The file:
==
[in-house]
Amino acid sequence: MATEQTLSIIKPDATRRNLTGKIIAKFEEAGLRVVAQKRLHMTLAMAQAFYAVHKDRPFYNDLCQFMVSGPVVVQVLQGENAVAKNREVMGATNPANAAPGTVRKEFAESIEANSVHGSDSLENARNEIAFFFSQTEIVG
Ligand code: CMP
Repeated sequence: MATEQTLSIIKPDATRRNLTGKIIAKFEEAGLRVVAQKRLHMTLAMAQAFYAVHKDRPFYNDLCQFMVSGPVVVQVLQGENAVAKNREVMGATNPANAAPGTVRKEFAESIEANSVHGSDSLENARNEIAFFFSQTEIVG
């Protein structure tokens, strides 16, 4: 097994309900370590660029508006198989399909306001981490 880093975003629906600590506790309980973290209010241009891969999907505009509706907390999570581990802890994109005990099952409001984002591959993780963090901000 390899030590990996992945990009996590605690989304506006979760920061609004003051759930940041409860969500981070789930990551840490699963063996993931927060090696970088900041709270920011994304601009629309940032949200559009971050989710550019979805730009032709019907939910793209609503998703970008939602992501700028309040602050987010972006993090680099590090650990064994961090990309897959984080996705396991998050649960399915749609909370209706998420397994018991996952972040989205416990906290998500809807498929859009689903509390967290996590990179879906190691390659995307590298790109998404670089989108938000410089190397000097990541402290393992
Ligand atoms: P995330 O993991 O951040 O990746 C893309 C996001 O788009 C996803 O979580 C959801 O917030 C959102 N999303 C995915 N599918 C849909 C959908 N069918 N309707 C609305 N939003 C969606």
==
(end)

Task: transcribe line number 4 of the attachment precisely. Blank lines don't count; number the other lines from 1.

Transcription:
Repeated sequence: MATEQTLSIIKPDATRRNLTGKIIAKFEEAGLRVVAQKRLHMTLAMAQAFYAVHKDRPFYNDLCQFMVSGPVVVQVLQGENAVAKNREVMGATNPANAAPGTVRKEFAESIEANSVHGSDSLENARNEIAFFFSQTEIVG